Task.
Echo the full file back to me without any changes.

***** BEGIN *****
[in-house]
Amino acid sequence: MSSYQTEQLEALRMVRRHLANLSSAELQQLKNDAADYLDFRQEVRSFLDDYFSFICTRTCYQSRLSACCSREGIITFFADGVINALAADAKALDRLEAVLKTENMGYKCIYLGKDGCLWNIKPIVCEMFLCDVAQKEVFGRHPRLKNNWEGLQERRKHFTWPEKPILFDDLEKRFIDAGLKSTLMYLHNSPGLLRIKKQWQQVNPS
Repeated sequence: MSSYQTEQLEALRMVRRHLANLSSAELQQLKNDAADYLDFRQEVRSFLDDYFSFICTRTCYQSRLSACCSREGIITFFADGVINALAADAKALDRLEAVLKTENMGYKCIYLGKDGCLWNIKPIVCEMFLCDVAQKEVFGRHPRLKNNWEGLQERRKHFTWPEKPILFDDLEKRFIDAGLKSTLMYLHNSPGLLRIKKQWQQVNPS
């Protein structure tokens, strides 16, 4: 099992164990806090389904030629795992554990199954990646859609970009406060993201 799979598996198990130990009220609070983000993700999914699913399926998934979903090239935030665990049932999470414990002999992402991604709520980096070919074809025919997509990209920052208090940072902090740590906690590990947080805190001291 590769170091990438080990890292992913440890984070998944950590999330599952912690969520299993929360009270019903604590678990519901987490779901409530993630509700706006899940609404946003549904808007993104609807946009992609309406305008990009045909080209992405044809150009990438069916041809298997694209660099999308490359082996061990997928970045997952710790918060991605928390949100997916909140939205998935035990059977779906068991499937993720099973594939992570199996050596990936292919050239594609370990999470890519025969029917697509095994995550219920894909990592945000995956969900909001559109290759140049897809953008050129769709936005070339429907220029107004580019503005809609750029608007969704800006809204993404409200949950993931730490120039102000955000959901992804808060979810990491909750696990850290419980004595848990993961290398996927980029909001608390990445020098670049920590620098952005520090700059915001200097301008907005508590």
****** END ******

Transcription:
[in-house]
Amino acid sequence: MSSYQTEQLEALRMVRRHLANLSSAELQQLKNDAADYLDFRQEVRSFLDDYFSFICTRTCYQSRLSACCSREGIITFFADGVINALAADAKALDRLEAVLKTENMGYKCIYLGKDGCLWNIKPIVCEMFLCDVAQKEVFGRHPRLKNNWEGLQERRKHFTWPEKPILFDDLEKRFIDAGLKSTLMYLHNSPGLLRIKKQWQQVNPS
Repeated sequence: MSSYQTEQLEALRMVRRHLANLSSAELQQLKNDAADYLDFRQEVRSFLDDYFSFICTRTCYQSRLSACCSREGIITFFADGVINALAADAKALDRLEAVLKTENMGYKCIYLGKDGCLWNIKPIVCEMFLCDVAQKEVFGRHPRLKNNWEGLQERRKHFTWPEKPILFDDLEKRFIDAGLKSTLMYLHNSPGLLRIKKQWQQVNPS
């Protein structure tokens, strides 16, 4: 099992164990806090389904030629795992554990199954990646859609970009406060993201 799979598996198990130990009220609070983000993700999914699913399926998934979903090239935030665990049932999470414990002999992402991604709520980096070919074809025919997509990209920052208090940072902090740590906690590990947080805190001291 590769170091990438080990890292992913440890984070998944950590999330599952912690969520299993929360009270019903604590678990519901987490779901409530993630509700706006899940609404946003549904808007993104609807946009992609309406305008990009045909080209992405044809150009990438069916041809298997694209660099999308490359082996061990997928970045997952710790918060991605928390949100997916909140939205998935035990059977779906068991499937993720099973594939992570199996050596990936292919050239594609370990999470890519025969029917697509095994995550219920894909990592945000995956969900909001559109290759140049897809953008050129769709936005070339429907220029107004580019503005809609750029608007969704800006809204993404409200949950993931730490120039102000955000959901992804808060979810990491909750696990850290419980004595848990993961290398996927980029909001608390990445020098670049920590620098952005520090700059915001200097301008907005508590």